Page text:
I finished “The Power of Now” on the plane home from California. Personally, for me, it speaks to my patterns of compulsive thought. My defensiveness. My resentfulness. My submission to “clock time,” although I didn’t know that’s what I was doing. I feel as if I’ve been given permission to stop with all the busyness, to value slowing down, quieting my thoughts, planning, planning, planning. I woke up last night in planning mode, my mind circling through when I’d exercise, or what I’d wear, and what I need to pack for two days in the city. Future tasks to be dealt with in the future, I thought. “Now” is the time to sleep.

And here’s a “Now” moment from the plane. I read “look up, look around” and so I did and there, out the smeary little window, was a shimmering jade-colored lake, encircled by snow-capped mountains. “Utah Lake,” the lady next to me told me. I’ll take it as a reward and an encouragement to keep looking.

 

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The Four Agreements

 

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The Four Agreements by Don Miguel Ruiz

Oliver* bought me The Four Agreements, a book he found helpful in breaking bad habits and moods and reframing how we relate to each other. That’s a lot for such a little book but I read it, because he gave it to me, and I was astonished at how applicable Don Miguel Ruiz‘ “agreements” are to my life and habits and moods and relationships.

{This is the disclaimer paragraph and one I will one day be able to skip, once I become a more evolved human being. I am wary of New Age and Self-Help and this book belongs on those shelves. I tend to shy away from easy appropriations of “ancient wisdoms” — the glib referencing of Buddhist, Mystic, Mayan, Whatever thought promoted as “wisdom” based on the very fact that it’s “ancient,” a tautological argument if I’ve ever heard one. And finally: written 20 years ago, selling 5.2 million copies in the U.S., translated into 38 languages — why I have never heard of it?}

But lately, I have formed the habit of challenging the hard little “truths” that are diverse in their content but share this: they are self-limiting. I ask myself: why do you believe that? what if you’re wrong? wouldn’t it be a relief to be wrong, to not know something, to let someone tell you, help you? isn’t it possible that the answer is not in your head and therefore you have permission to stop ruminating and just experience the world, finding or not finding answers elsewhere?

In a more succinct way, the Four Truths guide seekers (and everyone else) out of the jail-like constructs of habitual thought and out into the wide-open lands I like to call “possibility.” And here they are:

  1. Be impeccable with your word — this is about honesty, but also a caution against toxic judgment and gossip.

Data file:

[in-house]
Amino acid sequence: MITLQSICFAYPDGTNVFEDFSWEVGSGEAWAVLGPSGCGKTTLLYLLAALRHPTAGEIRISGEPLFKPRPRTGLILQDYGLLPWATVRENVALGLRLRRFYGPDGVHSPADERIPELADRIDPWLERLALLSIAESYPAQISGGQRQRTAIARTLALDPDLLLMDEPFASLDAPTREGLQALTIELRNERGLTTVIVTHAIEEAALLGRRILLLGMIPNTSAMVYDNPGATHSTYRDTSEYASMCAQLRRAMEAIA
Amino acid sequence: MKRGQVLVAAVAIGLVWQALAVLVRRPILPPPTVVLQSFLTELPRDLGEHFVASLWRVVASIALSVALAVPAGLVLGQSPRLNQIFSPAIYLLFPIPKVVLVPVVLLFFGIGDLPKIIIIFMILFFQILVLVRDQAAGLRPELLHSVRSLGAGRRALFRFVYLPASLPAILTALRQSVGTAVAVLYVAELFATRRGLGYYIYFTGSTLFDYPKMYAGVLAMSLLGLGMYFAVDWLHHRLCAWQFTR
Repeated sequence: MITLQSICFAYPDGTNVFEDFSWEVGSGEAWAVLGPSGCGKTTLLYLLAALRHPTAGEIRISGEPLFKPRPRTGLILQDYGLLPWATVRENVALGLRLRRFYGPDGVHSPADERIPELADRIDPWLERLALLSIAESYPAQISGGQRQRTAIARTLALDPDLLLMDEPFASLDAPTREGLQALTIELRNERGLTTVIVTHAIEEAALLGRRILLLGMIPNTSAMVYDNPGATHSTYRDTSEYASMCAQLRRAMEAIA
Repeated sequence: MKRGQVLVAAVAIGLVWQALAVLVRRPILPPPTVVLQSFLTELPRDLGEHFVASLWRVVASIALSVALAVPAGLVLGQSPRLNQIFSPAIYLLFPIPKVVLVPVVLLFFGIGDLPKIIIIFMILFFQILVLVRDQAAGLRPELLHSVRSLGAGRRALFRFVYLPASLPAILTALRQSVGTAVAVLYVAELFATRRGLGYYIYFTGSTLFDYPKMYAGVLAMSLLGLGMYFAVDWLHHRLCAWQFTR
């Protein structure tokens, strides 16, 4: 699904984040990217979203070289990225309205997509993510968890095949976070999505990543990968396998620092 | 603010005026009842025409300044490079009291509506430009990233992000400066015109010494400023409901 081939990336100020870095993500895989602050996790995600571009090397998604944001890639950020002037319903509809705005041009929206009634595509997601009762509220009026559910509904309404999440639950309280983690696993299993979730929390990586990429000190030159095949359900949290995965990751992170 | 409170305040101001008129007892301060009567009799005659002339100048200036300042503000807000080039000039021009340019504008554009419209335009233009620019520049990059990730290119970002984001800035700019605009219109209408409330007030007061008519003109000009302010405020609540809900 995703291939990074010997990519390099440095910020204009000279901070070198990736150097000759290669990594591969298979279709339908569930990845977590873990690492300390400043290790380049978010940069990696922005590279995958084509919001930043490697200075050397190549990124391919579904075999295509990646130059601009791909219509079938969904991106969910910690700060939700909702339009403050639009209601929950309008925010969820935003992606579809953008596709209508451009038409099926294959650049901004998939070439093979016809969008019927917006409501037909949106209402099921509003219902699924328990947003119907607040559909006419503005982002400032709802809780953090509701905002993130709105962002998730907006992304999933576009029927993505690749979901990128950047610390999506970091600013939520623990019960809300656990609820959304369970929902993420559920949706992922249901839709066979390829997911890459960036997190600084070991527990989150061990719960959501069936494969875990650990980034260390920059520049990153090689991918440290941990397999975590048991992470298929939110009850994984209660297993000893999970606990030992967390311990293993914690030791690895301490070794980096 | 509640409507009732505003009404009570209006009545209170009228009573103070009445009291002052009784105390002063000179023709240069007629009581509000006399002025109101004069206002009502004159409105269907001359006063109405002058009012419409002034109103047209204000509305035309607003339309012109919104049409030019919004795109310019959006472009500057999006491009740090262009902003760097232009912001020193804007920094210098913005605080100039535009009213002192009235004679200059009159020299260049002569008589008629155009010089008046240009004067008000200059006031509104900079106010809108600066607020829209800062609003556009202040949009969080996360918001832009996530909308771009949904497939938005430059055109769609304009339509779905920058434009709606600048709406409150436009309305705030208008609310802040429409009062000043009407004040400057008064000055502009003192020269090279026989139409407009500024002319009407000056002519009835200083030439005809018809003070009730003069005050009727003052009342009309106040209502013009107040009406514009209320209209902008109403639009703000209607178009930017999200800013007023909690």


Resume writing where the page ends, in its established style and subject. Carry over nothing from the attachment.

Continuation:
2. Don’t take anything personally — the most salient for me, who assigns meaning to casual words, smiles, even glances, rejecting people because I know how they really feel about me. Put another way, in a Psychology Today article written by John A. Johnson: “Because each person sees the world in a unique way, the way that others treat us says as much about them as it does about us.”
  3. Don’t make assumptions — ties closely to #2 but also my self-challenge, above, and best summed up as: confused? just ask!
  4. Always do your best— this is a hedge against that internal judge and jury that critiques every word and action and finds them lacking. Do your best, whatever that is, and move on (if only to silence Judgey McJudge).

Funny, in the telling of them, they seem so self-evident and exactly the sort of overheated leftovers a skeptic would expect from a long-ago Buddhist/Mystic/Mayan/Whatever meal. But that’s the assumptive way (self-help is garbage), to which the self must ask: what if you’re wrong? *Also, Oliver, what a guy!

 

 

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Jerkish

 

“Humanly impoverished” is one of the ways novelist Philip Roth describes Donald Trump in an email to Judith Thurman for a New Yorker article. Further, per Roth, Trump is:

“…ignorant of government, of history, of science, of philosophy, of art, incapable of expressing or recognizing subtlety or nuance, destitute of all decency, and wielding a vocabulary of seventy-seven words that is better called Jerkish than English.”

I’ve always admired Roth but, at the same time, felt excluded from Roth’s world, even as a reader: I’m too fond of resolution, kindness and civility. I react to him in the same way I react to overly (in my estimation) sardonic, sarcastic, cerebral but dark-world-view-professing people in my IRL. Why? I don’t know. I’m not the sunniest of all sunbeams. Perhaps it’s a lack of confidence in my own intellect. Insecurity, let’s say, the root cause of so much human conflict.

All that said, I’ll put “The Plot Against America”on my reading list.

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Philip Roth